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Published date:
Friday, November 13, 1992

This situation update from Hpapun District describes the SLORC's air raids and indiscriminate firing of mortars and shells onto Karen villagers where no ethnic armed group are based. As a result of these and other attacks, many villagers were forced to flee. Children were reported to die of treatable diseases and over 300 Karen children are unable to attend school due to the security situation. In addition, food supplies are desperately needed to feed the displaced populations.

The current SLORC Offensive and Displaced People

And Independent Report by the Karen Human Rights Group
Manerplaw, November 13, 1992


Please feel free to use the information in this report in any way which can help the Karen people. However, please note that this is not an official document of any organisation, but only information gathered through discussions with some of the displaced villagers and Karen Army commanders involved.

Tee Moo Khee Area.

The SLORC offensive against the KNLA and civilians in the Tee Moo Khee area has been going on since July, and still continues. The SLORC has used 13 Battalions, totaling approximately 6,500 infantry and artillery troops, in this attack on several remote civilian villages and a small force of Karen troops. They are using their heaviest weaponry, including 120 mm mortars, and are fully supported by air power. The Burmese Air Force has used its Swiss Pilatus PC6 and PC7 turbopropeller bombers to conduct repeated raids in the area. Many of the raids have attacked civilian villages where Karen troops are not positioned. The planes bomb, strafe, and fire 2.75-inch rockets into the villages. Casualty figures are not yet confirmed, but up to 20 or more villagers, including men, women, and children, have been killed in the raids, and many more wounded.

Most of the villagers had already been living in small clusters of houses in the forest rather than in centralised villages for up to 15 years, as centralised villages make easy targets for the Burma Army’s notorious Four Cuts program (the program involves attacking ethnic armies indirectly by systematically pillaging ethnic villages and murdering or enslaving the villagers, and has been in effect in this area continuously since the 1970’s). The villagers are desperate not to be forced out of their home areas, especially now that their rice crop is just becoming ready for harvest, but as the Karen troops recently had to pull back a short distance they had no choice but to go with them. Villagers who attempted to return to harvest rice from their own fields often found SLORC troops lying in wait to gun them down. Now many of them stay with the Karen troops around Bpa Nay Bpa Ko for security, while others are scattered in the forests of the area. Some still try to make excursions to gather some of their rice, but only by night and with Karen troops for protection.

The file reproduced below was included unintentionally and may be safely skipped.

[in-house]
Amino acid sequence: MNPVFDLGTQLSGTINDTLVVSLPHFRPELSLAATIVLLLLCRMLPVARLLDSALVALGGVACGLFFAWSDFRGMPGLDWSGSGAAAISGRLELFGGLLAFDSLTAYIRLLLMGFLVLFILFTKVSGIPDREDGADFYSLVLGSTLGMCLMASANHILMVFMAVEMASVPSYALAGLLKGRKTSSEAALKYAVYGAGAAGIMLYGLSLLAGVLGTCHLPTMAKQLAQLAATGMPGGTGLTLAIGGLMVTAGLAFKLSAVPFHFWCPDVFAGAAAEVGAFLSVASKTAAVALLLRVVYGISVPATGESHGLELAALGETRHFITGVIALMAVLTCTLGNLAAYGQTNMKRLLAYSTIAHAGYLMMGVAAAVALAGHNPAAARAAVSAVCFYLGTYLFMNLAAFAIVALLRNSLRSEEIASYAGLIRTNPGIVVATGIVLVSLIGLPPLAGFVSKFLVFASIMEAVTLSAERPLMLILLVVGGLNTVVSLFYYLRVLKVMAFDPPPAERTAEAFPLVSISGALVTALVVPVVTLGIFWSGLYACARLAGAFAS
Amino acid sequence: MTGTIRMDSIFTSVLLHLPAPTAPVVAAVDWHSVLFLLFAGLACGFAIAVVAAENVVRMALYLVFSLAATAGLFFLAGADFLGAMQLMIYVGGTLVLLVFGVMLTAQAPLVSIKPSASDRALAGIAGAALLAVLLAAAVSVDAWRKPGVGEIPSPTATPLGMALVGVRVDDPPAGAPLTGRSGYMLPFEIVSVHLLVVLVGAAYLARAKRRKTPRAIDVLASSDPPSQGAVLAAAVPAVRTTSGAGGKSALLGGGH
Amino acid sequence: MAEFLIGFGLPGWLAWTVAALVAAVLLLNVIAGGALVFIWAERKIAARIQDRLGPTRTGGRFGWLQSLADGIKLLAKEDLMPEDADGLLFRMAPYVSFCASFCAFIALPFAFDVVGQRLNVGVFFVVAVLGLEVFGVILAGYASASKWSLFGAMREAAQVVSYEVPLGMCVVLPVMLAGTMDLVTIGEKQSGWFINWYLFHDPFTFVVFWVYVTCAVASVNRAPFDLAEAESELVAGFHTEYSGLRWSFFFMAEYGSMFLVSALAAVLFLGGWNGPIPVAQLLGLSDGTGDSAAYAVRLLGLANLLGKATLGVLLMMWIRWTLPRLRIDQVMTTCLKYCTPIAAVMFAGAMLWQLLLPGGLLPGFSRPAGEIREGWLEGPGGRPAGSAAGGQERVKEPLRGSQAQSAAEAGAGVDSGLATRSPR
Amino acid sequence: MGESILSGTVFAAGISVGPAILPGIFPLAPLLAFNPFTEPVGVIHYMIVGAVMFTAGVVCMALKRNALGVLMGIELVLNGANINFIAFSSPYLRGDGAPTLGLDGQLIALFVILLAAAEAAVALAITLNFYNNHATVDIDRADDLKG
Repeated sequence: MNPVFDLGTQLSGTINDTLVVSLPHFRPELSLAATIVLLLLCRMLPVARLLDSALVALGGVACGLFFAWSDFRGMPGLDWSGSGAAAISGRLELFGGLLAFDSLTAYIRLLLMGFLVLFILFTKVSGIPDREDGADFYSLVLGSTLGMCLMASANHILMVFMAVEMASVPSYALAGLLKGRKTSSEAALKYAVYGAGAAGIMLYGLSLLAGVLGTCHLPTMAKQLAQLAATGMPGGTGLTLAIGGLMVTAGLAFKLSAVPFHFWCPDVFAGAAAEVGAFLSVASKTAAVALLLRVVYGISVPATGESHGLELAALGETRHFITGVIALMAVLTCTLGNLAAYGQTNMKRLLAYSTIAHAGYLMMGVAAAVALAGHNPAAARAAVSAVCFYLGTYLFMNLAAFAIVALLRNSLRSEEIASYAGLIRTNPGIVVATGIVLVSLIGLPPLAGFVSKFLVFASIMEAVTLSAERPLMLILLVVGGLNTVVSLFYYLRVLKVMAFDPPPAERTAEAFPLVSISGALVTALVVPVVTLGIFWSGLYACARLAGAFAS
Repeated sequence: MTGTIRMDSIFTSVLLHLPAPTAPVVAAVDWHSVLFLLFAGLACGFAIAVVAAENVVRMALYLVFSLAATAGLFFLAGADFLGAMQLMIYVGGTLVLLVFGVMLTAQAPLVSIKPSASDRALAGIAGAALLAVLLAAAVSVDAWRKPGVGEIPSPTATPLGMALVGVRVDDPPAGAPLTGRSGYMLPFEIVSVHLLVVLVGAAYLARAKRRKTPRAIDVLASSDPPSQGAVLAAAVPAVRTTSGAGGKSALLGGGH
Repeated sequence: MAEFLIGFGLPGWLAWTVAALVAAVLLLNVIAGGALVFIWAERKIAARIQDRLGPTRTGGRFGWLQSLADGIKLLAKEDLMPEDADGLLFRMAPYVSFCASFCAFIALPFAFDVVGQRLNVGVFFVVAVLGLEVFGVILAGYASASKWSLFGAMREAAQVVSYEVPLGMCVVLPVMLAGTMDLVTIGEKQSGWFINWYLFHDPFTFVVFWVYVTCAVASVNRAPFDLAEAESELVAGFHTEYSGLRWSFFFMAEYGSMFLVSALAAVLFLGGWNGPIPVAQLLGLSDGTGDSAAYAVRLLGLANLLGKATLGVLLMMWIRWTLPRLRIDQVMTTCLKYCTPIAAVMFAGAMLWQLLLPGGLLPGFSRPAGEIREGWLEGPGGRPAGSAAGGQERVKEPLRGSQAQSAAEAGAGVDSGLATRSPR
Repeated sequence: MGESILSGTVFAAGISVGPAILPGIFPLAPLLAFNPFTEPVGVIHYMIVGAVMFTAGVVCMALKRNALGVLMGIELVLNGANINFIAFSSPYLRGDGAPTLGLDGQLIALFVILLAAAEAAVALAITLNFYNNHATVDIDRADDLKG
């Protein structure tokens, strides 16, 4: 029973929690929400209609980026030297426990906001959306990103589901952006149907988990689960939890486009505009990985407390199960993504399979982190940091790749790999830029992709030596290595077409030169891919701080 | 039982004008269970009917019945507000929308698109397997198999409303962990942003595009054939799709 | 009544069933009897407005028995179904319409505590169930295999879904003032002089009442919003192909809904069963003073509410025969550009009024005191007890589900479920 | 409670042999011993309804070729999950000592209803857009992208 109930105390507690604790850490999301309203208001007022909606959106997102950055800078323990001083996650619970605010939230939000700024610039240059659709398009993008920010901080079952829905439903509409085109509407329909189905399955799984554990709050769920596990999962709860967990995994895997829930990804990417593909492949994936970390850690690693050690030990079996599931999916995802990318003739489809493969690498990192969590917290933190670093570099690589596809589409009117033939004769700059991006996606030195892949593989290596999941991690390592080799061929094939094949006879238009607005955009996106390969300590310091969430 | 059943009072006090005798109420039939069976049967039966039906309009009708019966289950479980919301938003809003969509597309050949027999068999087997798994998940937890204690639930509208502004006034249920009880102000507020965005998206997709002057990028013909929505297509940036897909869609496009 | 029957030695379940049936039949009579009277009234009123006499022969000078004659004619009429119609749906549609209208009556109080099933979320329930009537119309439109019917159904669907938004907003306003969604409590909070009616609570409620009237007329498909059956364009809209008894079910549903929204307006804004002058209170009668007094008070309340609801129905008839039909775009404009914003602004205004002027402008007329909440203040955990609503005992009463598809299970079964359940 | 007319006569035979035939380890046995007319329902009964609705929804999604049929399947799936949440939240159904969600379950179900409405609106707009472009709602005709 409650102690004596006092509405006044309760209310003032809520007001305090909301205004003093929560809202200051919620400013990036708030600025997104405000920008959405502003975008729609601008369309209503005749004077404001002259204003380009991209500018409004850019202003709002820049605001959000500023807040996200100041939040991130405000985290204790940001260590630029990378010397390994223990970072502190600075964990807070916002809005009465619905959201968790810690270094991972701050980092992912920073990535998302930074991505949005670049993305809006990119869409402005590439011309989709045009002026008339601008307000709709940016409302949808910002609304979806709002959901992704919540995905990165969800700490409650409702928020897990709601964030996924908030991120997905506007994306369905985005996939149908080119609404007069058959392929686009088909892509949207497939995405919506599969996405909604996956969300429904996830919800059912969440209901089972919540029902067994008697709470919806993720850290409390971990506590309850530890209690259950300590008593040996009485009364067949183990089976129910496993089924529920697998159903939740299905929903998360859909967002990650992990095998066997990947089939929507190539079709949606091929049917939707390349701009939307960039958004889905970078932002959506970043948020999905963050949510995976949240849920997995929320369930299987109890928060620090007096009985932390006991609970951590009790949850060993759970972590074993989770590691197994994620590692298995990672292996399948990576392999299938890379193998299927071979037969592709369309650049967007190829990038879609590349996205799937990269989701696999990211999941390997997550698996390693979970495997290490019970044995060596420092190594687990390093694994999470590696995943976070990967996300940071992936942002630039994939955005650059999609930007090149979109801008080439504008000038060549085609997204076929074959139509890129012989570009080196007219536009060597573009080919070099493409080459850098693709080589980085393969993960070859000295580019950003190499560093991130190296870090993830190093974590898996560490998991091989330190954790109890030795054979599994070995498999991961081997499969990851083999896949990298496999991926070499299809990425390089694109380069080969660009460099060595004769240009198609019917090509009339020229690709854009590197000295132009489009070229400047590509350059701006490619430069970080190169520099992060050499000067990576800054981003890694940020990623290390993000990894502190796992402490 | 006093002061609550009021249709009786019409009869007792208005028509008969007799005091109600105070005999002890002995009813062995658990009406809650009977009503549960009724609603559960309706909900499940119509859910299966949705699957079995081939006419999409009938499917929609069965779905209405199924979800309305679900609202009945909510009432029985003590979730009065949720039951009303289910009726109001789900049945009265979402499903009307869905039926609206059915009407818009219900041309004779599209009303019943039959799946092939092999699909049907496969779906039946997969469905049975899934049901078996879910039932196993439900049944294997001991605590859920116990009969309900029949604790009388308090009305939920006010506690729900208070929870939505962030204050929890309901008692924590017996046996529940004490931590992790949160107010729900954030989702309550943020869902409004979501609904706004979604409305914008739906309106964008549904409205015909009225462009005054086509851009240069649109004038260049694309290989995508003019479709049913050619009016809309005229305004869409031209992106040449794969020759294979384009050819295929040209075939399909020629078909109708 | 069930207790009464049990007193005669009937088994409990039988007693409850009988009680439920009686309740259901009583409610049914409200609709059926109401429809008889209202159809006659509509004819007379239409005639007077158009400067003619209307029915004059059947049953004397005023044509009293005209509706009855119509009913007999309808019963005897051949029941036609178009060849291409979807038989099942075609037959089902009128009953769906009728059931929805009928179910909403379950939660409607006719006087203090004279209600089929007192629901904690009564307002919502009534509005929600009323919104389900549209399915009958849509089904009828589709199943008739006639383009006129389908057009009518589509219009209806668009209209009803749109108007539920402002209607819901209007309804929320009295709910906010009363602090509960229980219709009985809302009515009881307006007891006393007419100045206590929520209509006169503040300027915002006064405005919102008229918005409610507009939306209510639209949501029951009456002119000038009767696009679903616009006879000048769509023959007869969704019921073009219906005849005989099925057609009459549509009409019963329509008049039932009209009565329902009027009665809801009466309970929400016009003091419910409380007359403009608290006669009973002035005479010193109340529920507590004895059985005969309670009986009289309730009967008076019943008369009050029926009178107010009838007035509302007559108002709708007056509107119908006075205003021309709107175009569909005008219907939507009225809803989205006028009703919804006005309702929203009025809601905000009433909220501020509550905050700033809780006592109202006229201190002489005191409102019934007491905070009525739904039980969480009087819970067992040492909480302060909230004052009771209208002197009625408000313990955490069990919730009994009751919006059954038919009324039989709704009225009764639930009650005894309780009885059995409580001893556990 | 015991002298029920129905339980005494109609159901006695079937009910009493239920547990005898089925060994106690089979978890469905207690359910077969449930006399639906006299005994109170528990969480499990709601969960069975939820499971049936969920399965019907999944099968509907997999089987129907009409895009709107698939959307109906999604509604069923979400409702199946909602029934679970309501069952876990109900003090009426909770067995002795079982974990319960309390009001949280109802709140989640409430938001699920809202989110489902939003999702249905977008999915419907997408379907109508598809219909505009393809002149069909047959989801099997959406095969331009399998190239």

Over 4,000 of these villagers face imminent starvation if food is not sent to them very soon. Although they are two days’ walk from the Thai border, supplies can reach them by elephant. The KNU is now trying to help them as much as possible, but its resources are desperately needed elsewhere as the SLORC reopens its attacks on all fronts.

Together with the displaced villagers are 50 to 60 munitions porters, men aged 17 to 50 and above, who have escaped the SLORC Army. Some are convicts who have been dragged from the prisons, but most are villagers who were rounded up by SLORC troops at Toungoo and Nyaunglebin railway stations. The SLORC is currently using captured women to porter munitions from Ler Do Town to Mu She, and then the men must carry the loads from Mu She to the front line in the Tee Moo Khee area.

Should the Karen troops have to withdraw any further, the situation for all of these people will become even more desperate.

Kaw Lu Der Area

The Kaw Lu Der villages lie not so far to the west of Saw Hta (Saw Hta is a northern Karen village and trading gateway on the Salween River at the Thai border, just south of the Karenni border). However, over 1,600 villagers in this area have been cut off on 3 sides by Burmese troops, and their only route to the Thai border is now a long and arduous trek through the mountains which some may not survive. They have also been driven from the area of their home villages by the SLORC’s current wave of attacks, and already face starvation. The supply line to these people still remains precariously open, and food supplies are needed immediately.